They were intentional, crude, and designed to denigrate women with the knowledge that his audience would lap up the cheap sexist remarks.
It was not a coincidence that ideas of masculine power and machismo, playing on the “56-inch chest” trope, dominated his national election campaign in 2014 though it—the trope, not the chest—was less flaunted in the 2019 campaign. In his speeches, there is an unmistakable sense of toughness being equated with masculinity and leadership, without space for consideration, compassion, and sensitivity.
Even when he offered a compliment, it was underlined by misogyny; a good example was when he described Nirmala Sitharaman as “desh ki beti pehli baar raksha mantra hai”. The statement was inaccurate because Indira Gandhi had been India’s defence minister earlier but the “desh ki beti” was unmistakably sexist.
Such remarks flow from a patriarchal world view of which misogyny is an important element. For all his acquired worldliness, Modi has been remarkably unsuccessful in shrugging off such ideas acquired in early years, possibly in RSS shakhas. In the political philosophy that drives the BJP, women are mothers, wives, or daughters symbolising the honour of a family or a community and must be protected when not infantilised; women who do not easily fit into this mould deserve to be scorned and abused.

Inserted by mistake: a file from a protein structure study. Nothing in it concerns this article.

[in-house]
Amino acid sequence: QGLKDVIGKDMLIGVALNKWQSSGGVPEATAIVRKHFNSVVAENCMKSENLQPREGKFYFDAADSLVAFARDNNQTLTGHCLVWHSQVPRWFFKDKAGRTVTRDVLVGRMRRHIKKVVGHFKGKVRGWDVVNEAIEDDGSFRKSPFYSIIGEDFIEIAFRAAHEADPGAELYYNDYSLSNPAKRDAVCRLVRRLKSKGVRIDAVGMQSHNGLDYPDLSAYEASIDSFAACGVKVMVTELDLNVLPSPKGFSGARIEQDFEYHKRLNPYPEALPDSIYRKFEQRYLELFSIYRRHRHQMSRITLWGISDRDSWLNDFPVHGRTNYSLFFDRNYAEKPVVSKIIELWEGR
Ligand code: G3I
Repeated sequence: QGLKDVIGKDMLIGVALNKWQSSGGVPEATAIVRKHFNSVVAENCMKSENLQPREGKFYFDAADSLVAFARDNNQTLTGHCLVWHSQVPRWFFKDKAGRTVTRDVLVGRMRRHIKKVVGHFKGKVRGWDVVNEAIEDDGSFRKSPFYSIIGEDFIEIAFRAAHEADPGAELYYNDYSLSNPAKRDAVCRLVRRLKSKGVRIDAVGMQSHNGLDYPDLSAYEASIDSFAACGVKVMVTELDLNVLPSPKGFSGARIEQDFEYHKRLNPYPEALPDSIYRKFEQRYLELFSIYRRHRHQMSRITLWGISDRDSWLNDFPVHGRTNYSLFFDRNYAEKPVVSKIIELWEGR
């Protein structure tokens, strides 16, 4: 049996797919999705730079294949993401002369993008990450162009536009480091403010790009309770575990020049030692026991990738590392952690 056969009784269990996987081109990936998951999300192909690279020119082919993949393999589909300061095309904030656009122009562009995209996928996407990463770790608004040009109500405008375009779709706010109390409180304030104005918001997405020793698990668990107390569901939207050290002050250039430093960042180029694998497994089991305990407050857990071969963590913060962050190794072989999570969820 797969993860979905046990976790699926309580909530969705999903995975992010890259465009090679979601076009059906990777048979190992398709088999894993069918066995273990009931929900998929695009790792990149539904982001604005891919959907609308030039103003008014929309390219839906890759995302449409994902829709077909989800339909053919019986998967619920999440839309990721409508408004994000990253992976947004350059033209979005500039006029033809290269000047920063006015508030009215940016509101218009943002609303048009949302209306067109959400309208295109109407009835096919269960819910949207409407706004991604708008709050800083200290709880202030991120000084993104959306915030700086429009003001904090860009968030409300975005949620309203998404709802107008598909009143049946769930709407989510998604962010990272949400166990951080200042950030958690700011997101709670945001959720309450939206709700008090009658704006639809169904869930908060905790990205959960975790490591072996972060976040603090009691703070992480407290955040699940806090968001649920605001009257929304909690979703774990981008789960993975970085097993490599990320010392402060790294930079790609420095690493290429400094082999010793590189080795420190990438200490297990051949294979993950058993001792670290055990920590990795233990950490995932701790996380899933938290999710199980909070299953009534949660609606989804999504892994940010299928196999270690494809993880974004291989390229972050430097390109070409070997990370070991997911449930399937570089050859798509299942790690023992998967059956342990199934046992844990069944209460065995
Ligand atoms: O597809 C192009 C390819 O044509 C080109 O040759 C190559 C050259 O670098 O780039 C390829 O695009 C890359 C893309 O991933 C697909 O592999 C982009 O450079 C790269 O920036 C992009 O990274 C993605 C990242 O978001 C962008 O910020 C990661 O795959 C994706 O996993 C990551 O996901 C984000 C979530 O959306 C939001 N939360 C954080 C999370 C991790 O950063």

The few independent women who made it to the top of the party hierarchy have had to tolerate their share of jeers and taunts but here’s the thing—they hold their silence when the misogynistic fire is directed by their party colleagues at other women. The best that union minister Smriti Irani came up with, after Ghosh’s jibe, was to “send a warning” to those making sexist slurs. Irani herself has been a target many times from a range of politicians.
The BJP can boast of a number of state leaders who have made the most sexist and offensive utterances against women – Kailash Vijayvargiya called Congress leader Priyanka Gandhi Vadra a “chocolaty face” while Vinay Katiyar had earlier dismissed her saying the BJP “has more beautiful women star campaigners”, even the late Sushma Swaraj was trolled for expeditiously approving passports to a Hindu-Muslim couple, a BJP leader said to the electorate of Uttar Pradesh “when you can tolerate a woman with Mayawati’s face for five years, surely you can give us a few too”, another BJP leader from UP Dayashankar Singh called Mayawati a “prostitute”, BJP’s MLA in UP said after the heinous Hathras rape incident that “incidents like these can be stopped with good values…all parents should teach their girls good values”, Madhya Pradesh’ former minister Babulal Gaur said, “rape is a social crime that’s sometimes right, sometimes wrong”. The list is long and unflattering.